Photo of the Design of the Research Series Zero Flow Back Pressure Regulator with 4 o-rings

Equilibar® back pressure regulators typically are low maintenance. The elegant design of an Equilibar dome loaded back pressure control valve consists of a flow body, a cap, two O-rings and a diaphragm. The diaphragm is the only moving part in the construction of the Equilibar regulator. Diaphrams and O-rings are available in a wide variety of materials. Based upon your process parameters, Pressure Control Solutions guides you in selecting the right materials for your application. Selecting the right materials for your process parameters is key for optimal performance of your regulator. It also helps to keep maintenance needs to a minimum.

Material selection for your back pressure regulator

    • Common O-rings materials include:
      • Viton® (FKM) – has reasonable chemical resistance and can be applied up to 200°C.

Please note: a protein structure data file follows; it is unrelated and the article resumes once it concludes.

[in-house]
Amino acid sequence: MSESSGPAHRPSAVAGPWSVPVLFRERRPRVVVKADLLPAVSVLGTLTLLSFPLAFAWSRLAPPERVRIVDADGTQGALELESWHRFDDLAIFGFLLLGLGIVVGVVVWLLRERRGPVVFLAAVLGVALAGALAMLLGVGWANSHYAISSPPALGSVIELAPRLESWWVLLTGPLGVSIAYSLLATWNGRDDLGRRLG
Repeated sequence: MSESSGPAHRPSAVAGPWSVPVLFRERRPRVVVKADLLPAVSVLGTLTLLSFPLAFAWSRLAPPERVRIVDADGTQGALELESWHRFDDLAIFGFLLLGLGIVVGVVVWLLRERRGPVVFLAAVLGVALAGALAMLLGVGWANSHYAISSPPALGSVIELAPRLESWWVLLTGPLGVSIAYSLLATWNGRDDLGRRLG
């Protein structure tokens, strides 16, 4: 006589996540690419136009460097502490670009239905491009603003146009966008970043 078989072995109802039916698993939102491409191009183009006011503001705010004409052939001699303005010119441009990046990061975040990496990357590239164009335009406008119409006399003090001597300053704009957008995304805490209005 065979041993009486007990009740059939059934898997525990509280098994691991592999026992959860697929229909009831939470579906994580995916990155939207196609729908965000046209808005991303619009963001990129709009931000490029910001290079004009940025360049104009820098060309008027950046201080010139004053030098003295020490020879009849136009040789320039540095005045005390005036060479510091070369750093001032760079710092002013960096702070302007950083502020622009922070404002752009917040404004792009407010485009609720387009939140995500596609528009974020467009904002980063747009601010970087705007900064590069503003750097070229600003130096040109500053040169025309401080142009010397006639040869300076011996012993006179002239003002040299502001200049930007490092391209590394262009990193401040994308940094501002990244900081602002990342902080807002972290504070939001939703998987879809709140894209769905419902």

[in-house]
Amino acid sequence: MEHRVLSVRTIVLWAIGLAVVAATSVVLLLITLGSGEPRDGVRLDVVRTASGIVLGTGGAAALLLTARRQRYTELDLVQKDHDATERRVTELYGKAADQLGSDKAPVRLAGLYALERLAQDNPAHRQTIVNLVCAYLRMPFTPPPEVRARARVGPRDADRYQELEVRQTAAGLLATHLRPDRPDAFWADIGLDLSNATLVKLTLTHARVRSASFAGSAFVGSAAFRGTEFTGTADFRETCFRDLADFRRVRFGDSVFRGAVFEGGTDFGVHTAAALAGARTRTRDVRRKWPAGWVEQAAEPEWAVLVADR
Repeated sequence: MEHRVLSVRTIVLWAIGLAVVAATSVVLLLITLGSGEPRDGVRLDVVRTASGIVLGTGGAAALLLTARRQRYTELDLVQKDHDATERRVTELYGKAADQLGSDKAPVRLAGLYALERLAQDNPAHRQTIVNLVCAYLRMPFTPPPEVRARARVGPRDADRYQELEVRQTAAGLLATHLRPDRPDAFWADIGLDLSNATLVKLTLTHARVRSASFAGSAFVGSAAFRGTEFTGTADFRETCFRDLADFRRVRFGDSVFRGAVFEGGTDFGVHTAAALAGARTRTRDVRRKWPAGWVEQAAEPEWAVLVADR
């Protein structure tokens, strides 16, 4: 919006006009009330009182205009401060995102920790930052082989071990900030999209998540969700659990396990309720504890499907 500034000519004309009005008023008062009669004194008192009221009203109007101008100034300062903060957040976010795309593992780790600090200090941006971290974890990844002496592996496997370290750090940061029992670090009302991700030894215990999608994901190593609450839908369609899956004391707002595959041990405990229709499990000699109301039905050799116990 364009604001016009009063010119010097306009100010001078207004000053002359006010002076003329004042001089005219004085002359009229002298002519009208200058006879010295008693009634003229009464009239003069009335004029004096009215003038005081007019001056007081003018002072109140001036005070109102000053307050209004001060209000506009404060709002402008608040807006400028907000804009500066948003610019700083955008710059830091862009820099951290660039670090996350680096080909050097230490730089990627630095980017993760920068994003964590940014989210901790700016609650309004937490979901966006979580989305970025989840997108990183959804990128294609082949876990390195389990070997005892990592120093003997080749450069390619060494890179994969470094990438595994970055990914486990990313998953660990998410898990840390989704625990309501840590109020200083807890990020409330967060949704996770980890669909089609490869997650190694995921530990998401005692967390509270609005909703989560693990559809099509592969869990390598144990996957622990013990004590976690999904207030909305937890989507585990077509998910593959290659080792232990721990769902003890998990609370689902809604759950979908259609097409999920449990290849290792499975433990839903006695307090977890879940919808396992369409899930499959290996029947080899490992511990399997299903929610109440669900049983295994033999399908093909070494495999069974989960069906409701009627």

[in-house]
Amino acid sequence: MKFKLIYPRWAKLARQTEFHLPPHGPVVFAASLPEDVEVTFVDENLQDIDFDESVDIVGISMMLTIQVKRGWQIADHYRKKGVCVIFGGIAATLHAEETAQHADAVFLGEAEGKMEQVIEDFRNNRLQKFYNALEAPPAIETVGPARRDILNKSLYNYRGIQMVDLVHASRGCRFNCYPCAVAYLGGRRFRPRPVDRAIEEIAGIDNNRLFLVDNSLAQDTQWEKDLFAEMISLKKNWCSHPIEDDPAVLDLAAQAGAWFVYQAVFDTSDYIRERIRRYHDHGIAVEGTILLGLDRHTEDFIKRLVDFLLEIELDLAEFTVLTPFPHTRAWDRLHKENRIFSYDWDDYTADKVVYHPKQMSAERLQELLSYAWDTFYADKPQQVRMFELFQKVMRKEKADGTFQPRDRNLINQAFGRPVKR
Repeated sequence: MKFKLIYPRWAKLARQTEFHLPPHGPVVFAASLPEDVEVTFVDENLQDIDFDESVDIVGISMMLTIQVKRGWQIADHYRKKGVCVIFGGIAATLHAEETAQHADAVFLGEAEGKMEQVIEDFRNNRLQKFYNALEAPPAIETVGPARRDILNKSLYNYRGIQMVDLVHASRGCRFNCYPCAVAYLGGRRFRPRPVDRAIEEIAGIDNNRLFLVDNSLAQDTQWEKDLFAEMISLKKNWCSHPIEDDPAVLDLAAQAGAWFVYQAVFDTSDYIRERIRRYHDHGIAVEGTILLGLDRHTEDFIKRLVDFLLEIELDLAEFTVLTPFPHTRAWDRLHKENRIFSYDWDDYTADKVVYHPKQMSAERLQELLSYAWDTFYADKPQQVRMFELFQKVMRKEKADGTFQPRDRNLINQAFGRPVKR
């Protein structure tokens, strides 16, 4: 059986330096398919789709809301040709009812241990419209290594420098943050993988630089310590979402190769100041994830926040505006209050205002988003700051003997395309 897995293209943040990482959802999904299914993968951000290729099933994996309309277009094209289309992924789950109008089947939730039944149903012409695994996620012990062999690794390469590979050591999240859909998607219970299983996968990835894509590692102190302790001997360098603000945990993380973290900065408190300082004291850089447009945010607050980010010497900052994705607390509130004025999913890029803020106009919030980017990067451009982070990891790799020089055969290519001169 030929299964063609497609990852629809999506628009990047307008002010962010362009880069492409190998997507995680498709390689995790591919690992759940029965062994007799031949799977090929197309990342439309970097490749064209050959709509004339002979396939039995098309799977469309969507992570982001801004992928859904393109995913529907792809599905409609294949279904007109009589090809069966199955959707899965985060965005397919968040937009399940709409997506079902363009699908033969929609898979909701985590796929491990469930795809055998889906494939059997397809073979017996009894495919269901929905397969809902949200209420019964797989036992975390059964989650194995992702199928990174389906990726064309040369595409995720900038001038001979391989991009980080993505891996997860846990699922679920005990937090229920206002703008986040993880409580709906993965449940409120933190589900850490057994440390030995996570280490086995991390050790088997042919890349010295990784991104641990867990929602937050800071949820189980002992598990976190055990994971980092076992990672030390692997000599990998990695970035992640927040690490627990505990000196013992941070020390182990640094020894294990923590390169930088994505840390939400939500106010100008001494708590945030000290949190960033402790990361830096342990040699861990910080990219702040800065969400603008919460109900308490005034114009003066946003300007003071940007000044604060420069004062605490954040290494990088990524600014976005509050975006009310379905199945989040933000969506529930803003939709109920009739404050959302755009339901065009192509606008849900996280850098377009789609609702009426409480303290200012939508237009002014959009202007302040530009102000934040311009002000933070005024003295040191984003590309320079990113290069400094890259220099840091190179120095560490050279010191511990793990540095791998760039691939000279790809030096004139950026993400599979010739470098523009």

• Kalrez® (FFKM) – can be applied under certain more severe conditions, such as high temperatures or aggressive media;
        Kalrez is more chemically resistant and can be used up to 300°C.
    • Common diaphragms materials include:
      • PTFE Glass: This diaphragm is made out of glass-reinforced PTFE and carries the abbreviation Gxx in the model key of your instrument. It is one of the most favored diaphragm materials because it can handle high pressures (up to 200 bar), high temperatures (up to 175°C) and is chemically resistant in most applications.
      • PEEK: This diaphragm is made of the polymer polyether ether ketone and carries the abbreviation Kxx in the model key of your instrument. This material can handle pressures up to 700 bar, but has a high temperature derating. It is known to have a high resistance to a wide range of chemicals.
      • KAPTON: This diaphragm is made of a polyimide polymer and carries the abbreviation Ixx in the model key of your instrument. This material is used for high temperature applications. It is strong and can handle high pressures (up to 200 bar) as well as very high temperatures (up to 300°C). Chemical resistance is slightly lower than the aforementioned diapraghms due to the fact that it can’t handle hot water or steam and is sensitive to high and low pH values.